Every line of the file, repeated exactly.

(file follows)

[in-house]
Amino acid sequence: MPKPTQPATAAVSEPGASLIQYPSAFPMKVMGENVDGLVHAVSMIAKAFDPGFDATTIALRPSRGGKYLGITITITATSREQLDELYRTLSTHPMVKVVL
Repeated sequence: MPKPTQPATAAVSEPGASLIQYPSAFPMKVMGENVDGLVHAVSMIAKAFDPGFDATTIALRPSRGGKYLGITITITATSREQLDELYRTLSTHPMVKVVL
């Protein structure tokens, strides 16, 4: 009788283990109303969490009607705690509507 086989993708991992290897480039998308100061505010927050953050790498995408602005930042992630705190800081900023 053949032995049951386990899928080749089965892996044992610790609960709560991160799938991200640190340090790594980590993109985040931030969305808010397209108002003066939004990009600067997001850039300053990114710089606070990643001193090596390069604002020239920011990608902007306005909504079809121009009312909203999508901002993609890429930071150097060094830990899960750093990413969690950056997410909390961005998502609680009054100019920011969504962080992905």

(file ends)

[in-house]
Amino acid sequence: MPKPTQPATAAVSEPGASLIQYPSAFPMKVMGENVDGLVHAVSMIAKAFDPGFDATTIALRPSRGGKYLGITITITATSREQLDELYRTLSTHPMVKVVL
Repeated sequence: MPKPTQPATAAVSEPGASLIQYPSAFPMKVMGENVDGLVHAVSMIAKAFDPGFDATTIALRPSRGGKYLGITITITATSREQLDELYRTLSTHPMVKVVL
């Protein structure tokens, strides 16, 4: 009788283990109303969490009607705690509507 086989993708991992290897480039998308100061505010927050953050790498995408602005930042992630705190800081900023 053949032995049951386990899928080749089965892996044992610790609960709560991160799938991200640190340090790594980590993109985040931030969305808010397209108002003066939004990009600067997001850039300053990114710089606070990643001193090596390069604002020239920011990608902007306005909504079809121009009312909203999508901002993609890429930071150097060094830990899960750093990413969690950056997410909390961005998502609680009054100019920011969504962080992905």